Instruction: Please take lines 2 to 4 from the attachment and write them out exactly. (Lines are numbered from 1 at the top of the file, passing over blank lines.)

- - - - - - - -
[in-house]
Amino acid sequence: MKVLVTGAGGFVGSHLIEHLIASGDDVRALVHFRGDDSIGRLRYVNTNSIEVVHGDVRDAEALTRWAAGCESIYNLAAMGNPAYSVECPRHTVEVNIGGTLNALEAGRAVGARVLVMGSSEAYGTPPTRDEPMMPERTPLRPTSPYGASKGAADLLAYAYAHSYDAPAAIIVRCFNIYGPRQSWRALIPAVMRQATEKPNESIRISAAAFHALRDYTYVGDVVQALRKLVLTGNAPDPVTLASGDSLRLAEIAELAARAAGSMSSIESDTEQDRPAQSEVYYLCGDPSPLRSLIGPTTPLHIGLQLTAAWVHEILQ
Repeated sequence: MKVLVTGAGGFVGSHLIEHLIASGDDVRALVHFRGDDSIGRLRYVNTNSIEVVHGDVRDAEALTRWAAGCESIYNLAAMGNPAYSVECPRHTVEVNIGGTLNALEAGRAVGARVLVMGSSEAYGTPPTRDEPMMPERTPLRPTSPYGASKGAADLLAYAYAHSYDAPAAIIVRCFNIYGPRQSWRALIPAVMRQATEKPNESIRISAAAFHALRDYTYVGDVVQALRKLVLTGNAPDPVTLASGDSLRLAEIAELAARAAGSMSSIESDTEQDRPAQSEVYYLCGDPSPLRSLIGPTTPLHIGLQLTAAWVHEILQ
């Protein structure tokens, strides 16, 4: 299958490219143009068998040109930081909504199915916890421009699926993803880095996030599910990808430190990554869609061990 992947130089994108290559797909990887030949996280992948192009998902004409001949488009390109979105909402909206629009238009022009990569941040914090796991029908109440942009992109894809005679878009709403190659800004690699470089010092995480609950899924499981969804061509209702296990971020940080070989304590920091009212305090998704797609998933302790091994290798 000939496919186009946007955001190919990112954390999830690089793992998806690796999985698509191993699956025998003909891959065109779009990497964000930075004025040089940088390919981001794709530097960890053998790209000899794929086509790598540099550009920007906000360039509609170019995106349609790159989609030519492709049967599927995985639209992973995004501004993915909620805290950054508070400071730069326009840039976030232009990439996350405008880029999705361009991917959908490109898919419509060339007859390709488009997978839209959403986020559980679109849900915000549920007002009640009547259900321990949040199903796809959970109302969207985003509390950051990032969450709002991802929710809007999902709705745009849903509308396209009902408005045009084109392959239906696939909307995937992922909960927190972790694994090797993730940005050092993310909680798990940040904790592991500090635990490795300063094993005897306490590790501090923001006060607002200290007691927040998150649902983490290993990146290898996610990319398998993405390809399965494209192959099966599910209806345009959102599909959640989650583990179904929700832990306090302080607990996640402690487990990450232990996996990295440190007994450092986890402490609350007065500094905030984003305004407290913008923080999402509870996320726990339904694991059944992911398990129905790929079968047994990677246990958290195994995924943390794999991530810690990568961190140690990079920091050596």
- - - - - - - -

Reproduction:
Amino acid sequence: MKVLVTGAGGFVGSHLIEHLIASGDDVRALVHFRGDDSIGRLRYVNTNSIEVVHGDVRDAEALTRWAAGCESIYNLAAMGNPAYSVECPRHTVEVNIGGTLNALEAGRAVGARVLVMGSSEAYGTPPTRDEPMMPERTPLRPTSPYGASKGAADLLAYAYAHSYDAPAAIIVRCFNIYGPRQSWRALIPAVMRQATEKPNESIRISAAAFHALRDYTYVGDVVQALRKLVLTGNAPDPVTLASGDSLRLAEIAELAARAAGSMSSIESDTEQDRPAQSEVYYLCGDPSPLRSLIGPTTPLHIGLQLTAAWVHEILQ
Repeated sequence: MKVLVTGAGGFVGSHLIEHLIASGDDVRALVHFRGDDSIGRLRYVNTNSIEVVHGDVRDAEALTRWAAGCESIYNLAAMGNPAYSVECPRHTVEVNIGGTLNALEAGRAVGARVLVMGSSEAYGTPPTRDEPMMPERTPLRPTSPYGASKGAADLLAYAYAHSYDAPAAIIVRCFNIYGPRQSWRALIPAVMRQATEKPNESIRISAAAFHALRDYTYVGDVVQALRKLVLTGNAPDPVTLASGDSLRLAEIAELAARAAGSMSSIESDTEQDRPAQSEVYYLCGDPSPLRSLIGPTTPLHIGLQLTAAWVHEILQ
């Protein structure tokens, strides 16, 4: 299958490219143009068998040109930081909504199915916890421009699926993803880095996030599910990808430190990554869609061990 992947130089994108290559797909990887030949996280992948192009998902004409001949488009390109979105909402909206629009238009022009990569941040914090796991029908109440942009992109894809005679878009709403190659800004690699470089010092995480609950899924499981969804061509209702296990971020940080070989304590920091009212305090998704797609998933302790091994290798 000939496919186009946007955001190919990112954390999830690089793992998806690796999985698509191993699956025998003909891959065109779009990497964000930075004025040089940088390919981001794709530097960890053998790209000899794929086509790598540099550009920007906000360039509609170019995106349609790159989609030519492709049967599927995985639209992973995004501004993915909620805290950054508070400071730069326009840039976030232009990439996350405008880029999705361009991917959908490109898919419509060339007859390709488009997978839209959403986020559980679109849900915000549920007002009640009547259900321990949040199903796809959970109302969207985003509390950051990032969450709002991802929710809007999902709705745009849903509308396209009902408005045009084109392959239906696939909307995937992922909960927190972790694994090797993730940005050092993310909680798990940040904790592991500090635990490795300063094993005897306490590790501090923001006060607002200290007691927040998150649902983490290993990146290898996610990319398998993405390809399965494209192959099966599910209806345009959102599909959640989650583990179904929700832990306090302080607990996640402690487990990450232990996996990295440190007994450092986890402490609350007065500094905030984003305004407290913008923080999402509870996320726990339904694991059944992911398990129905790929079968047994990677246990958290195994995924943390794999991530810690990568961190140690990079920091050596």